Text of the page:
On July 11, 2019, Ohio’s “heartbeat” bill became law. Under this piece of legislation, it is illegal for a doctor or staff to perform an abortion 6 weeks into pregnancy or when a fetal heartbeat is detected. Violators could face criminal penalties, as well as administrative sanctions such as professional license revocation.
Sections of the new law make exceptions in cases where the woman’s life is in danger; however, it does not address circumstances of pregnancy that occurred as a result of rape or incest.
This is one of the most restrictive abortion laws in the country and prohibits performing the procedure even before a woman may know she is pregnant. However, the legislation creates challenges, specifically about a woman’s right to get an abortion before the fetus has the potential to survive outside the womb after birth. The question arises whether a fetus is viable once a heartbeat is detected, which can lead to appeals in criminal court.
If a physician performs an abortion after 6 weeks or when a heartbeat is detected, they could be charged with a first-degree misdemeanor for a first offense. The second and subsequent offenses are charged as fifth- or fourth-degree felonies. If a doctor carries out the procedure on a minor, without first having received the parent’s permission, they could face a first-degree misdemeanor charge for the first offense and fourth-degree felony charges for subsequent offenses. The physician and/or staff could also be charged with a first-degree felony of “abortion manslaughter” for performing an abortion after the legal time period.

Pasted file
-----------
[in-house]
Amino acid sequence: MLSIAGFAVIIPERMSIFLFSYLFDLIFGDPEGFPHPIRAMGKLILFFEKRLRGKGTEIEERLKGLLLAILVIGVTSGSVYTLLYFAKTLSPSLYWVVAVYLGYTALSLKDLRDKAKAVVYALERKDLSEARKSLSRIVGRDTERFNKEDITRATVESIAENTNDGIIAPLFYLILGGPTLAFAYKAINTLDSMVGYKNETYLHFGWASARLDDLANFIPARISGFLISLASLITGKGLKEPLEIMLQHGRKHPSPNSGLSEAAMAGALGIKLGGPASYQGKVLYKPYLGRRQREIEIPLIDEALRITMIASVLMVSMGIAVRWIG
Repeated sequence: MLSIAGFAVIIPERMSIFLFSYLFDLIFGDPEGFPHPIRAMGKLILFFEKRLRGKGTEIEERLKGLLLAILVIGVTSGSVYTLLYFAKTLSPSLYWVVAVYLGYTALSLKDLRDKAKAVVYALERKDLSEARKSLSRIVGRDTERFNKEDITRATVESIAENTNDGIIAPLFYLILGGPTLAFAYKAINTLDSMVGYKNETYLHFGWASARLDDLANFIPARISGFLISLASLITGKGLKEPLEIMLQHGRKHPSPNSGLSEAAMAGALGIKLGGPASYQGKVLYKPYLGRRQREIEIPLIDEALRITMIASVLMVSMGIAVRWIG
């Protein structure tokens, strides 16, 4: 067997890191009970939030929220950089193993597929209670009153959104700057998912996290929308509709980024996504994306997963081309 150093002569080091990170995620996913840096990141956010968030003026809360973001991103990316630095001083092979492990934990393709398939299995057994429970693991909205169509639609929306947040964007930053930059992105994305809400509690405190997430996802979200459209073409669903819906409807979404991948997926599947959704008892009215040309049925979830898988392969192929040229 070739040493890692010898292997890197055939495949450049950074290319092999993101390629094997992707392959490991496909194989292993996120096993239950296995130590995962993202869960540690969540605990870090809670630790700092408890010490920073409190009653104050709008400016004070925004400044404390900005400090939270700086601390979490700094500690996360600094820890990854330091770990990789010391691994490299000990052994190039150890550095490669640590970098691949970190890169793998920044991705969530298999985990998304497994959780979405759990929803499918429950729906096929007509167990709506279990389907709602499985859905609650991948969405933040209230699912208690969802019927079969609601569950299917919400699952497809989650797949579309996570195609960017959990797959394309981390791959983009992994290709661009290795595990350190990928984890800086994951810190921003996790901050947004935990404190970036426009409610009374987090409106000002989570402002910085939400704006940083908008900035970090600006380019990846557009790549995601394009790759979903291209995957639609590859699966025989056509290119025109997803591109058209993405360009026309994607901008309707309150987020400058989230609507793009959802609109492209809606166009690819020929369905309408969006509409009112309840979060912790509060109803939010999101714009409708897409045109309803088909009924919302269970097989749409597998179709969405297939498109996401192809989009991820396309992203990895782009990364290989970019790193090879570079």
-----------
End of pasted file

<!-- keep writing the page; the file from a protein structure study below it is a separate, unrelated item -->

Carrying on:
Additionally, under the new law, if a doctor carries out the procedure in violation of the new statute, they could face charges of trafficking abortion-inducing drugs. This offense is a third-degree felony.
If a doctor continually performs these procedures, the state could prosecute the clinic under RICO laws, concerning engaging in a pattern of criminal activity. A conviction could result in the practice being closed and losing property.
Prosecutors May Aggressively Pursue Cases
Ohio courts have traditionally been conservative in their rulings, and it is likely they will stringently adhere to the revisions of the new law, arguing that a fetus is viable after 6 weeks or when a heartbeat is detected. Holding steadfastly to the amended legal definitions, prosecutors might fiercely pursue these types of cases to land a conviction of doctors, staff, clinics, and/or patients. If found guilty, defendants could face jail time of up to 180 days or prison terms of up to 10 years.
Contact Eyer Stone, LTD for the Legal Representation You Need
Our attorney believes that everyone has the right to effective legal counsel. If you are charged for a violation related to the heartbeat bill, we will work tirelessly to defend your freedoms. We will take the time to listen to you and provide honest and open communication to help you understand the charges, possible consequences, and your legal options.